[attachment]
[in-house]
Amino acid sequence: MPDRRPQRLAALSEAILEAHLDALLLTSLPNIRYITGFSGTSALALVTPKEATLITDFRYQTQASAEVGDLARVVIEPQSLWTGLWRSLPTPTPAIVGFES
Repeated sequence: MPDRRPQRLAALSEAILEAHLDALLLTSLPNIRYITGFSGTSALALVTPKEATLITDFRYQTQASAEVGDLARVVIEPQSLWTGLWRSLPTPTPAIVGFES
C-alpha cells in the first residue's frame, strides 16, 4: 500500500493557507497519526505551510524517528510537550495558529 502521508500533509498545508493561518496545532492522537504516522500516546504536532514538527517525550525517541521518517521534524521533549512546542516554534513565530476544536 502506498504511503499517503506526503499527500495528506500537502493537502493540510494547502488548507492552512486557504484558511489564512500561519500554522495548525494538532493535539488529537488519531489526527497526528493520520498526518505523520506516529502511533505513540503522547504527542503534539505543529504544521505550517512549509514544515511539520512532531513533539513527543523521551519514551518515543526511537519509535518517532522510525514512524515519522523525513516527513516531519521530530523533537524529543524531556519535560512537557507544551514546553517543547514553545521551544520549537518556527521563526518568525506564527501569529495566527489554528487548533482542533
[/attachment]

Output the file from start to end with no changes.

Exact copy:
[in-house]
Amino acid sequence: MPDRRPQRLAALSEAILEAHLDALLLTSLPNIRYITGFSGTSALALVTPKEATLITDFRYQTQASAEVGDLARVVIEPQSLWTGLWRSLPTPTPAIVGFES
Repeated sequence: MPDRRPQRLAALSEAILEAHLDALLLTSLPNIRYITGFSGTSALALVTPKEATLITDFRYQTQASAEVGDLARVVIEPQSLWTGLWRSLPTPTPAIVGFES
C-alpha cells in the first residue's frame, strides 16, 4: 500500500493557507497519526505551510524517528510537550495558529 502521508500533509498545508493561518496545532492522537504516522500516546504536532514538527517525550525517541521518517521534524521533549512546542516554534513565530476544536 502506498504511503499517503506526503499527500495528506500537502493537502493540510494547502488548507492552512486557504484558511489564512500561519500554522495548525494538532493535539488529537488519531489526527497526528493520520498526518505523520506516529502511533505513540503522547504527542503534539505543529504544521505550517512549509514544515511539520512532531513533539513527543523521551519514551518515543526511537519509535518517532522510525514512524515519522523525513516527513516531519521530530523533537524529543524531556519535560512537557507544551514546553517543547514553545521551544520549537518556527521563526518568525506564527501569529495566527489554528487548533482542533